Because Olivo is a full-time student and is not receiving pay, the Lilly allowance helps her afford living expenses during her internship experience.
“This allowance has enabled me to take an internship at a brand-new startup business. I get to see the entire process of building a business from scratch, and I get to contribute to it. I am on the ground floor helping to build the solid foundation of this new company, and it's more exciting than I can express in words,” Olivo said. “This is an amazing opportunity and the Lilly fund made it possible.”
Nathaniel Scroggins, a senior design engineering technology major from Hanover, is a Lilly allocation recipient who works for Innovation One on Trine University’s main campus. There, he “focuses on designing or redesigning products, creating test fixtures for companies, and doing computer-aided design work for Trine or outside companies.” According to Scroggins, this opportunity has allowed him to get his foot in the door at many area companies and has given him more resume-worthy experience.
One of Scroggins’ projects involves redesigning the product of a New York-based company. Swimming Reaction Lights are colored light tubes designed to improve the overall quality of competitive swimming, especially for hearing-impaired swimmers. Scroggins’ redesign improves the aesthetics and functionality of the product while drastically cutting the cost of production.
Bryce Hina, a biomedical and electrical engineering junior from Zanesville, Ohio, is another intern with Innovation One. His work this summer includes handling any wiring, soldering and circuitry that need to be done, along with two larger projects.
Working with a urologist from the Fort Wayne area, Hina designed an incontinence pad and an incontinence liquid removal system. He is also collaborating with Tranquility Pads, located in Ohio, to design prototype pads to interface with their incontinence liquid removal system. His second project tests the lifespan of wires made by Battle Creek Equipment to determine which has the best durability.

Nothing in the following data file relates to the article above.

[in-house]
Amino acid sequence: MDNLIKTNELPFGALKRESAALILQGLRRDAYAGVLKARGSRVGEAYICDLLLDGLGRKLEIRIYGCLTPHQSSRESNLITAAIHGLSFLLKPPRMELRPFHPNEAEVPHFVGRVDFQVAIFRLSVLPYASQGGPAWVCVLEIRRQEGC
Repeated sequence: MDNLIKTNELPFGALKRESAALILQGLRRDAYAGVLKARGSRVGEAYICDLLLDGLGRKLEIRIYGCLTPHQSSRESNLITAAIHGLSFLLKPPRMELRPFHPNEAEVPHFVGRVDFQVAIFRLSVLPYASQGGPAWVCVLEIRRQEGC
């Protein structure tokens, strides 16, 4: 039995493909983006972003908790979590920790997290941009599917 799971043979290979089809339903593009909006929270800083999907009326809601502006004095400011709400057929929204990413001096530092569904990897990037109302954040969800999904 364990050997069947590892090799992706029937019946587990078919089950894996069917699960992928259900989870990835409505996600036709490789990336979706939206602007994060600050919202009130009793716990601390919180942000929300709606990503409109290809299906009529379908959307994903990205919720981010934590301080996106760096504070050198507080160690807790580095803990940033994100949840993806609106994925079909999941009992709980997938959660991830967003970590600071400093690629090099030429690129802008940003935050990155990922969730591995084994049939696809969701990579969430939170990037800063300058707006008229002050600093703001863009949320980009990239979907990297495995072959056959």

“My internship has both prepared me for my future career and improved my education. By working closely and communicating with many different clients I think I am better prepared to communicate and work with people in my field,” Hina said. “In addition to this, the many different and unique problems I have faced with my internship have better taught me how to analyze different problems to find a good solution. I believe both of these experiences will greatly improve my experience in the workplace.”
Other summer Lilly interns include:
- Alison Brimmer, a sophomore golf management major from Angola working at Trine’s Zollner Golf Course
- Joseph Brinkman, a junior design engineering technology major from Ottawa, Ohio, working at Innovation One
- Justin Chadwell, a junior computer engineering major from Portage working at Innovation One
- Hunter Johnson, a senior exercise science major from Millbury, Ohio, working at Sweetwater Sound in Fort Wayne
- Chris Short, a senior mechanical engineering major from McCordsville working at Innovation One
When the Lilly fund program was introduced at Trine in November 2013, eight students took part. That number increased to 48 during the first official year of the program starting June 2014. Blume expects that year two will see a similar number of student participants.
Since summer 2014, 61 total interns have been paid hourly out of the Lilly grant, nine students have been paid the Lilly allowance, one received a one-time stipend and one student has done both.
Catherine E. Porter is a Lilly intern in the Trine University Office of University Marketing and Communication.